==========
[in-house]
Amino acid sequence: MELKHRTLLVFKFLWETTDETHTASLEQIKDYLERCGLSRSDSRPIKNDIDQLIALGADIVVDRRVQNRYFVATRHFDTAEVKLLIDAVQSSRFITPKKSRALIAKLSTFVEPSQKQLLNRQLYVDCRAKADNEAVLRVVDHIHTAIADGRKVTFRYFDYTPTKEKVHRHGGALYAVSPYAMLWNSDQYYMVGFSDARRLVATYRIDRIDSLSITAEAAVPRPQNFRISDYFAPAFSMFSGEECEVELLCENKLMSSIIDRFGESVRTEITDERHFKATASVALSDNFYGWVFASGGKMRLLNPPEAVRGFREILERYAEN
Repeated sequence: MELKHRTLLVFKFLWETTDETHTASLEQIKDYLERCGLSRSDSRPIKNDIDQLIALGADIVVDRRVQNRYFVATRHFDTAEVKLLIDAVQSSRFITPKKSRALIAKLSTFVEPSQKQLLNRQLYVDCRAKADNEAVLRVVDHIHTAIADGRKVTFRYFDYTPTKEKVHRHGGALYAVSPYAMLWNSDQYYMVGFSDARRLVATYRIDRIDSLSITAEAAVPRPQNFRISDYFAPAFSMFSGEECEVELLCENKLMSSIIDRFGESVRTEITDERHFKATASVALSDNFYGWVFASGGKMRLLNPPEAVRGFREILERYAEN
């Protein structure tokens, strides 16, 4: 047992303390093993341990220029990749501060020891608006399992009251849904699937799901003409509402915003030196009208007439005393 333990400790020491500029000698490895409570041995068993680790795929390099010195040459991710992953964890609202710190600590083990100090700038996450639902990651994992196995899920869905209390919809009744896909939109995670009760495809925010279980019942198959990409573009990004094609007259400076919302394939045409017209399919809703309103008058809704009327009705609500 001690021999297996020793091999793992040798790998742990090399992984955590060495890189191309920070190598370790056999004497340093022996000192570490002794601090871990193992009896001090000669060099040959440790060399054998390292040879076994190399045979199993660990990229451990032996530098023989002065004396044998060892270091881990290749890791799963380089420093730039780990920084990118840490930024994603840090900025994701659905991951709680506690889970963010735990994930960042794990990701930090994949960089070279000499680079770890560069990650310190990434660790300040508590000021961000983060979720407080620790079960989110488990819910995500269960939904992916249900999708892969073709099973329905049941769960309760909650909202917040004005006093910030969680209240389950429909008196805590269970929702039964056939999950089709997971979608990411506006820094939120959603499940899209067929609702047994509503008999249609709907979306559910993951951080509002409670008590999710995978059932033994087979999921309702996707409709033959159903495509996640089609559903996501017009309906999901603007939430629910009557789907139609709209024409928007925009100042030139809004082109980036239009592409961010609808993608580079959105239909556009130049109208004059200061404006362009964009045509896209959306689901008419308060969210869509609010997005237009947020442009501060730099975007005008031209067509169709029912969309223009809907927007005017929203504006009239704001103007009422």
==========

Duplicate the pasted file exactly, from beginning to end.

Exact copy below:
[in-house]
Amino acid sequence: MELKHRTLLVFKFLWETTDETHTASLEQIKDYLERCGLSRSDSRPIKNDIDQLIALGADIVVDRRVQNRYFVATRHFDTAEVKLLIDAVQSSRFITPKKSRALIAKLSTFVEPSQKQLLNRQLYVDCRAKADNEAVLRVVDHIHTAIADGRKVTFRYFDYTPTKEKVHRHGGALYAVSPYAMLWNSDQYYMVGFSDARRLVATYRIDRIDSLSITAEAAVPRPQNFRISDYFAPAFSMFSGEECEVELLCENKLMSSIIDRFGESVRTEITDERHFKATASVALSDNFYGWVFASGGKMRLLNPPEAVRGFREILERYAEN
Repeated sequence: MELKHRTLLVFKFLWETTDETHTASLEQIKDYLERCGLSRSDSRPIKNDIDQLIALGADIVVDRRVQNRYFVATRHFDTAEVKLLIDAVQSSRFITPKKSRALIAKLSTFVEPSQKQLLNRQLYVDCRAKADNEAVLRVVDHIHTAIADGRKVTFRYFDYTPTKEKVHRHGGALYAVSPYAMLWNSDQYYMVGFSDARRLVATYRIDRIDSLSITAEAAVPRPQNFRISDYFAPAFSMFSGEECEVELLCENKLMSSIIDRFGESVRTEITDERHFKATASVALSDNFYGWVFASGGKMRLLNPPEAVRGFREILERYAEN
């Protein structure tokens, strides 16, 4: 047992303390093993341990220029990749501060020891608006399992009251849904699937799901003409509402915003030196009208007439005393 333990400790020491500029000698490895409570041995068993680790795929390099010195040459991710992953964890609202710190600590083990100090700038996450639902990651994992196995899920869905209390919809009744896909939109995670009760495809925010279980019942198959990409573009990004094609007259400076919302394939045409017209399919809703309103008058809704009327009705609500 001690021999297996020793091999793992040798790998742990090399992984955590060495890189191309920070190598370790056999004497340093022996000192570490002794601090871990193992009896001090000669060099040959440790060399054998390292040879076994190399045979199993660990990229451990032996530098023989002065004396044998060892270091881990290749890791799963380089420093730039780990920084990118840490930024994603840090900025994701659905991951709680506690889970963010735990994930960042794990990701930090994949960089070279000499680079770890560069990650310190990434660790300040508590000021961000983060979720407080620790079960989110488990819910995500269960939904992916249900999708892969073709099973329905049941769960309760909650909202917040004005006093910030969680209240389950429909008196805590269970929702039964056939999950089709997971979608990411506006820094939120959603499940899209067929609702047994509503008999249609709907979306559910993951951080509002409670008590999710995978059932033994087979999921309702996707409709033959159903495509996640089609559903996501017009309906999901603007939430629910009557789907139609709209024409928007925009100042030139809004082109980036239009592409961010609808993608580079959105239909556009130049109208004059200061404006362009964009045509896209959306689901008419308060969210869509609010997005237009947020442009501060730099975007005008031209067509169709029912969309223009809907927007005017929203504006009239704001103007009422």